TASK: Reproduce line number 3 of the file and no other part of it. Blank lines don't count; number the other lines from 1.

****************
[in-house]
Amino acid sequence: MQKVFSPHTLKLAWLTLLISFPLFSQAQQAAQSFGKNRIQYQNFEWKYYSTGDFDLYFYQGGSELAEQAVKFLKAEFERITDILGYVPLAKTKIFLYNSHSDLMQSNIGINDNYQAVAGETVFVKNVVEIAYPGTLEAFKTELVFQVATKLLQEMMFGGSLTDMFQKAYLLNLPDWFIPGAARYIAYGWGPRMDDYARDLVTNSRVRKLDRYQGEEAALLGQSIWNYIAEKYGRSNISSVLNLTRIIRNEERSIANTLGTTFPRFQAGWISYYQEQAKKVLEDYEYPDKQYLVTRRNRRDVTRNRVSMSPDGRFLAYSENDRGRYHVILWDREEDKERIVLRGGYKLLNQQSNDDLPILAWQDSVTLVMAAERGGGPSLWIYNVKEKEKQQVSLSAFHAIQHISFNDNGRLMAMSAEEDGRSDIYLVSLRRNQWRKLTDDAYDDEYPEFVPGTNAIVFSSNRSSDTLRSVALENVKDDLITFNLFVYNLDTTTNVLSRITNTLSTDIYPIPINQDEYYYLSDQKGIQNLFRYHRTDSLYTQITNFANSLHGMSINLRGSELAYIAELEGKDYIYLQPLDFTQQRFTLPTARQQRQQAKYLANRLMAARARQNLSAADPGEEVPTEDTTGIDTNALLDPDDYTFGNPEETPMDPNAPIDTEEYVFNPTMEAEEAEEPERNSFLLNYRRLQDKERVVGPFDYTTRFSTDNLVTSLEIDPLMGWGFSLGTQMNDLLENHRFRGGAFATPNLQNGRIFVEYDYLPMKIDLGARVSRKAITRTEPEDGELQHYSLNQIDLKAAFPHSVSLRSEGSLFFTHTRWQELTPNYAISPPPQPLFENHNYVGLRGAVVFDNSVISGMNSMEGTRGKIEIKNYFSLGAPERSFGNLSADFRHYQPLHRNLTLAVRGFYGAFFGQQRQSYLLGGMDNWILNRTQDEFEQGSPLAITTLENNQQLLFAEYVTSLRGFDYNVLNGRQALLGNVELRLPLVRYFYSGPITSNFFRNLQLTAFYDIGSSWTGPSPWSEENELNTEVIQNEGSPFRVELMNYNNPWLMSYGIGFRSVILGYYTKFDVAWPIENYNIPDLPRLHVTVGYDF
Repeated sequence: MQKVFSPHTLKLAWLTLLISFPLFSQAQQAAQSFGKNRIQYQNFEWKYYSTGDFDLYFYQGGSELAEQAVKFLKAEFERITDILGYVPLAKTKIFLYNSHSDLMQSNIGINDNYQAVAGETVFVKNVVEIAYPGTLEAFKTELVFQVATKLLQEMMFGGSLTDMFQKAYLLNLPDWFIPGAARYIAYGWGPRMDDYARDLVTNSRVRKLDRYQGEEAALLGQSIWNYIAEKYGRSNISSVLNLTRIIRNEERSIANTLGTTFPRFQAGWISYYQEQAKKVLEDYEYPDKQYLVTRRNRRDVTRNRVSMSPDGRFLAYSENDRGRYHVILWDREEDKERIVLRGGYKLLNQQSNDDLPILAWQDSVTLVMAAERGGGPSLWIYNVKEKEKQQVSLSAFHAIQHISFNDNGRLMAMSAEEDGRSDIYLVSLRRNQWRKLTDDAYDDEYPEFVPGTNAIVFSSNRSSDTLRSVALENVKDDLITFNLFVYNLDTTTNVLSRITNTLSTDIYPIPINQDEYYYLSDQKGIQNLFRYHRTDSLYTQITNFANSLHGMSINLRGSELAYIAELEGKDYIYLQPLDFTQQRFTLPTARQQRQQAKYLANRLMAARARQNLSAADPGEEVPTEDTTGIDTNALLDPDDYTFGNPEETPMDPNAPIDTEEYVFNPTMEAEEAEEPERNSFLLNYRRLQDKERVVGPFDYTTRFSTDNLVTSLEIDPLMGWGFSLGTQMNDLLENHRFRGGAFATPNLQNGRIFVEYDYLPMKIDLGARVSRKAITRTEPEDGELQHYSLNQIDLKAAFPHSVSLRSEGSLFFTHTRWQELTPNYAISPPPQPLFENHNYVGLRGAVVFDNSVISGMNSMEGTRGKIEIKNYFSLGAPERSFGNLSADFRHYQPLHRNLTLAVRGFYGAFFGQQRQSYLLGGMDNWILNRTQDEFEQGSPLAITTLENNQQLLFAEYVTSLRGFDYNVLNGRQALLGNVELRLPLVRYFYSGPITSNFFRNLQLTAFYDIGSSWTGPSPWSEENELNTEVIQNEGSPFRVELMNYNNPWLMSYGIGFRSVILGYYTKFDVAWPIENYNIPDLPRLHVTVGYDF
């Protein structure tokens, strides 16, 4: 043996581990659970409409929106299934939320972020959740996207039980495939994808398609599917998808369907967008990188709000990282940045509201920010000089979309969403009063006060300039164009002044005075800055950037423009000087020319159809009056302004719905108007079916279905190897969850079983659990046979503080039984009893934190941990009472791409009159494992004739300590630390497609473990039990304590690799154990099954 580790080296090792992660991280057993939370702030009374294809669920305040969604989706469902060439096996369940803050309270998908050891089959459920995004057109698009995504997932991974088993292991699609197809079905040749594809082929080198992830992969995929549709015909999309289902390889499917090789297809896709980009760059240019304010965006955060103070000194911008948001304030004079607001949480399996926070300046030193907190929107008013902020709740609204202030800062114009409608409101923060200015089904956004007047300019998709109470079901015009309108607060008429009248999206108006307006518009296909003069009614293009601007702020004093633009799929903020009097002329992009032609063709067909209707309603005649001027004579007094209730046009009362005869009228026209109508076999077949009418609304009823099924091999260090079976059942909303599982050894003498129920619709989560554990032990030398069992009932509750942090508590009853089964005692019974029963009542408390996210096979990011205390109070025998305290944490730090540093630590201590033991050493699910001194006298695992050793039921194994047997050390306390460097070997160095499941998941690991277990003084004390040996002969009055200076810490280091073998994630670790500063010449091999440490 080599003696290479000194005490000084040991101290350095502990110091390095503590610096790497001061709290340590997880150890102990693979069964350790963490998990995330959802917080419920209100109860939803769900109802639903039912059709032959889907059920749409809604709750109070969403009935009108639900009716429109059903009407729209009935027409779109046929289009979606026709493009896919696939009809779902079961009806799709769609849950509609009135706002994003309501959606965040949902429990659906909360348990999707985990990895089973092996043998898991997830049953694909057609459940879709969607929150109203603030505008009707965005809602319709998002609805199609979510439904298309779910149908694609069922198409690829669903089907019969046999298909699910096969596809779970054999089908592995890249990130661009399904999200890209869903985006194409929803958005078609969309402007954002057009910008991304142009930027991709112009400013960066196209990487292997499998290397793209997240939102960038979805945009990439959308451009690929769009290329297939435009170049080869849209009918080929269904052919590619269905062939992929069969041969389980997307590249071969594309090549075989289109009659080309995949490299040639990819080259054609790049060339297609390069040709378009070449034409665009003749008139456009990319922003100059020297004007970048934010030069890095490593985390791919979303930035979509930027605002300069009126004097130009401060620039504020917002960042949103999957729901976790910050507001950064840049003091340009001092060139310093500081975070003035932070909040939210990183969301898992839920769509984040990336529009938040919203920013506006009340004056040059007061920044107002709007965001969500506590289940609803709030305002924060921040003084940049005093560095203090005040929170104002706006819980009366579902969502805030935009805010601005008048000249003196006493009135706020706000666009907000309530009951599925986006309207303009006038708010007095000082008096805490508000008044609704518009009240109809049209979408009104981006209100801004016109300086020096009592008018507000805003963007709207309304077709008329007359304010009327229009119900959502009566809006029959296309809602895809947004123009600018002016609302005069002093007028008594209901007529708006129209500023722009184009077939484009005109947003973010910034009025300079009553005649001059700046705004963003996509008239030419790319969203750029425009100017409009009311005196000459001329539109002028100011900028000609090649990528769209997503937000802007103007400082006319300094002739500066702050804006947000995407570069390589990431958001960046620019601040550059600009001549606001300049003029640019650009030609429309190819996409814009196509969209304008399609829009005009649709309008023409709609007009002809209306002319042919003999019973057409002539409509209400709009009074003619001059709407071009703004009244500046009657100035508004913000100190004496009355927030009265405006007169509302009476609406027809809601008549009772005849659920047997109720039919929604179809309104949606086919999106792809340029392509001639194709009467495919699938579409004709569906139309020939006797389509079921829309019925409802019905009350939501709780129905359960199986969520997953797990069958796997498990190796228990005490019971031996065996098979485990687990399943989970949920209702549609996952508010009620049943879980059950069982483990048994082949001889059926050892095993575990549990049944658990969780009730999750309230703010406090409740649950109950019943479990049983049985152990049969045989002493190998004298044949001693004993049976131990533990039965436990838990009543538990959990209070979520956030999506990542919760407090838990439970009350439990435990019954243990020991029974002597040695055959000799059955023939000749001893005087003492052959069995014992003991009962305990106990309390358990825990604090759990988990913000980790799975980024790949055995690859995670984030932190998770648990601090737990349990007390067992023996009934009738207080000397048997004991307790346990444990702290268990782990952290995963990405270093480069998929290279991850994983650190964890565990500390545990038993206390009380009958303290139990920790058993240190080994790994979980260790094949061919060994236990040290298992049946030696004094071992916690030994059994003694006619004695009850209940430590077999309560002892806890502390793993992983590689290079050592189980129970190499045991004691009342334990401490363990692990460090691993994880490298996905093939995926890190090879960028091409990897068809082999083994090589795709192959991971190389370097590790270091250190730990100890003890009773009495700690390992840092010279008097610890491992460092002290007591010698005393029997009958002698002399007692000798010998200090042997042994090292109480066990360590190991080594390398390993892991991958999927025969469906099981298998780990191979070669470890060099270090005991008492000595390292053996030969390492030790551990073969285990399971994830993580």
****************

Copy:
Repeated sequence: MQKVFSPHTLKLAWLTLLISFPLFSQAQQAAQSFGKNRIQYQNFEWKYYSTGDFDLYFYQGGSELAEQAVKFLKAEFERITDILGYVPLAKTKIFLYNSHSDLMQSNIGINDNYQAVAGETVFVKNVVEIAYPGTLEAFKTELVFQVATKLLQEMMFGGSLTDMFQKAYLLNLPDWFIPGAARYIAYGWGPRMDDYARDLVTNSRVRKLDRYQGEEAALLGQSIWNYIAEKYGRSNISSVLNLTRIIRNEERSIANTLGTTFPRFQAGWISYYQEQAKKVLEDYEYPDKQYLVTRRNRRDVTRNRVSMSPDGRFLAYSENDRGRYHVILWDREEDKERIVLRGGYKLLNQQSNDDLPILAWQDSVTLVMAAERGGGPSLWIYNVKEKEKQQVSLSAFHAIQHISFNDNGRLMAMSAEEDGRSDIYLVSLRRNQWRKLTDDAYDDEYPEFVPGTNAIVFSSNRSSDTLRSVALENVKDDLITFNLFVYNLDTTTNVLSRITNTLSTDIYPIPINQDEYYYLSDQKGIQNLFRYHRTDSLYTQITNFANSLHGMSINLRGSELAYIAELEGKDYIYLQPLDFTQQRFTLPTARQQRQQAKYLANRLMAARARQNLSAADPGEEVPTEDTTGIDTNALLDPDDYTFGNPEETPMDPNAPIDTEEYVFNPTMEAEEAEEPERNSFLLNYRRLQDKERVVGPFDYTTRFSTDNLVTSLEIDPLMGWGFSLGTQMNDLLENHRFRGGAFATPNLQNGRIFVEYDYLPMKIDLGARVSRKAITRTEPEDGELQHYSLNQIDLKAAFPHSVSLRSEGSLFFTHTRWQELTPNYAISPPPQPLFENHNYVGLRGAVVFDNSVISGMNSMEGTRGKIEIKNYFSLGAPERSFGNLSADFRHYQPLHRNLTLAVRGFYGAFFGQQRQSYLLGGMDNWILNRTQDEFEQGSPLAITTLENNQQLLFAEYVTSLRGFDYNVLNGRQALLGNVELRLPLVRYFYSGPITSNFFRNLQLTAFYDIGSSWTGPSPWSEENELNTEVIQNEGSPFRVELMNYNNPWLMSYGIGFRSVILGYYTKFDVAWPIENYNIPDLPRLHVTVGYDF